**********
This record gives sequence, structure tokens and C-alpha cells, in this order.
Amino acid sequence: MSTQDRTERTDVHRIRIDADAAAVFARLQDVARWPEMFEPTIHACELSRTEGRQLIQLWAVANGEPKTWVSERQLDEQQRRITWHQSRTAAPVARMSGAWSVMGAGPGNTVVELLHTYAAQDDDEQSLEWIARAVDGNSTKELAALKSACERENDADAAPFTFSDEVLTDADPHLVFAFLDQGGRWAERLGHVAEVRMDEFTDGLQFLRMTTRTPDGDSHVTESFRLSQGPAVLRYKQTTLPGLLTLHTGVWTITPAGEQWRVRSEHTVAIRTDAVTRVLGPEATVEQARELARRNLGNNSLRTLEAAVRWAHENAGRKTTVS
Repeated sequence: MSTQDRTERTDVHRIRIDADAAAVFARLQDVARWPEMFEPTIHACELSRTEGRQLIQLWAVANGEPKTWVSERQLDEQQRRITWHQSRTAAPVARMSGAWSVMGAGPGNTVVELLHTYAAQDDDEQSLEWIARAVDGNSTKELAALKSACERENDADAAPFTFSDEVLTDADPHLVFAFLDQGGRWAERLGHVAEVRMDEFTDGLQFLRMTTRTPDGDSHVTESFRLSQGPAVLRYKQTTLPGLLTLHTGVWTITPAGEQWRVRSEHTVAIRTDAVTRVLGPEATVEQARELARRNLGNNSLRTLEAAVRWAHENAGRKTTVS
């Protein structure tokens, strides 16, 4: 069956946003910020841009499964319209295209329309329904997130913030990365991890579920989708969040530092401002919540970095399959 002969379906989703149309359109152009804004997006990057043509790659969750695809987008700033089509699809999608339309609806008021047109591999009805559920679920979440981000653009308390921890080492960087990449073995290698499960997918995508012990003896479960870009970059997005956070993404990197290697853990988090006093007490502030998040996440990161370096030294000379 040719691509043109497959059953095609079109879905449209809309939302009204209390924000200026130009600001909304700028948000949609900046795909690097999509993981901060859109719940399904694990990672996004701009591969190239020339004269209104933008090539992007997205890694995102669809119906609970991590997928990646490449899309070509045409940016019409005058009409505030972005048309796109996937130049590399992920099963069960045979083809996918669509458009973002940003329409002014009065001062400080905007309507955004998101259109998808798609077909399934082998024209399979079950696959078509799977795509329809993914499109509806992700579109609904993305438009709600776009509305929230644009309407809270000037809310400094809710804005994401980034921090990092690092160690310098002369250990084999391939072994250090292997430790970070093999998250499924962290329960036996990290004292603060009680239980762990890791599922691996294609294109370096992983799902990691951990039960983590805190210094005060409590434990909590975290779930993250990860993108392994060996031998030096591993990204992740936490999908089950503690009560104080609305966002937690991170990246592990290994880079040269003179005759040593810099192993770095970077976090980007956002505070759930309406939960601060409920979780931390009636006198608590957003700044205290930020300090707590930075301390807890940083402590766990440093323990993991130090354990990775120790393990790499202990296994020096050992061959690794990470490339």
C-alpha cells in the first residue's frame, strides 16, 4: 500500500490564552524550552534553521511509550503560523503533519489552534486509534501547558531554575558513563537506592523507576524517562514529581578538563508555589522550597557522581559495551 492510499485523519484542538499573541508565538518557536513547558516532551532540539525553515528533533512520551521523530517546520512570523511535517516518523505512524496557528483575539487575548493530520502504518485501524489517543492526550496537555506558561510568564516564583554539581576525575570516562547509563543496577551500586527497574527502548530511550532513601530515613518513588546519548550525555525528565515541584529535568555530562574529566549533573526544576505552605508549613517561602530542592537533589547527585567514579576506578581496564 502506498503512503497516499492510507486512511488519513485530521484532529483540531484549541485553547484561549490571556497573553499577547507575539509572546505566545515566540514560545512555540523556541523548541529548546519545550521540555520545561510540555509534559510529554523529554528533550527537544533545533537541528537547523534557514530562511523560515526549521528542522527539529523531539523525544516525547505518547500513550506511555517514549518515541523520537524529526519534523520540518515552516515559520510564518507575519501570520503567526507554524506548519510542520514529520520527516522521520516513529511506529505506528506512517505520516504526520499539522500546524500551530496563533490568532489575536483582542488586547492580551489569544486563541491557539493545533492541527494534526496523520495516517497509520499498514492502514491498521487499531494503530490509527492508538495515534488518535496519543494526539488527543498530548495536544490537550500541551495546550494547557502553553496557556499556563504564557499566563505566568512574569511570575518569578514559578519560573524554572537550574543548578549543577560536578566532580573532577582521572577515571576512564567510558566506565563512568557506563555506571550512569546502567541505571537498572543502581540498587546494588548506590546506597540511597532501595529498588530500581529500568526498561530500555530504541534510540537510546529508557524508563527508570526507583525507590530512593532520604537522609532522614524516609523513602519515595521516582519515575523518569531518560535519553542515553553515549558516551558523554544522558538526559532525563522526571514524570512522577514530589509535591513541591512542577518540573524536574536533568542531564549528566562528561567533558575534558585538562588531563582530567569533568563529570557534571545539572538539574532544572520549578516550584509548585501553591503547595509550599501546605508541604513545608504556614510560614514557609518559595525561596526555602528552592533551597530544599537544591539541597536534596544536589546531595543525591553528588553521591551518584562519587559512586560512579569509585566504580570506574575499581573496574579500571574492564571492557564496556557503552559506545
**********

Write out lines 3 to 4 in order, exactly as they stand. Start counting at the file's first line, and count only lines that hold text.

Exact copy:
Repeated sequence: MSTQDRTERTDVHRIRIDADAAAVFARLQDVARWPEMFEPTIHACELSRTEGRQLIQLWAVANGEPKTWVSERQLDEQQRRITWHQSRTAAPVARMSGAWSVMGAGPGNTVVELLHTYAAQDDDEQSLEWIARAVDGNSTKELAALKSACERENDADAAPFTFSDEVLTDADPHLVFAFLDQGGRWAERLGHVAEVRMDEFTDGLQFLRMTTRTPDGDSHVTESFRLSQGPAVLRYKQTTLPGLLTLHTGVWTITPAGEQWRVRSEHTVAIRTDAVTRVLGPEATVEQARELARRNLGNNSLRTLEAAVRWAHENAGRKTTVS
């Protein structure tokens, strides 16, 4: 069956946003910020841009499964319209295209329309329904997130913030990365991890579920989708969040530092401002919540970095399959 002969379906989703149309359109152009804004997006990057043509790659969750695809987008700033089509699809999608339309609806008021047109591999009805559920679920979440981000653009308390921890080492960087990449073995290698499960997918995508012990003896479960870009970059997005956070993404990197290697853990988090006093007490502030998040996440990161370096030294000379 040719691509043109497959059953095609079109879905449209809309939302009204209390924000200026130009600001909304700028948000949609900046795909690097999509993981901060859109719940399904694990990672996004701009591969190239020339004269209104933008090539992007997205890694995102669809119906609970991590997928990646490449899309070509045409940016019409005058009409505030972005048309796109996937130049590399992920099963069960045979083809996918669509458009973002940003329409002014009065001062400080905007309507955004998101259109998808798609077909399934082998024209399979079950696959078509799977795509329809993914499109509806992700579109609904993305438009709600776009509305929230644009309407809270000037809310400094809710804005994401980034921090990092690092160690310098002369250990084999391939072994250090292997430790970070093999998250499924962290329960036996990290004292603060009680239980762990890791599922691996294609294109370096992983799902990691951990039960983590805190210094005060409590434990909590975290779930993250990860993108392994060996031998030096591993990204992740936490999908089950503690009560104080609305966002937690991170990246592990290994880079040269003179005759040593810099192993770095970077976090980007956002505070759930309406939960601060409920979780931390009636006198608590957003700044205290930020300090707590930075301390807890940083402590766990440093323990993991130090354990990775120790393990790499202990296994020096050992061959690794990470490339």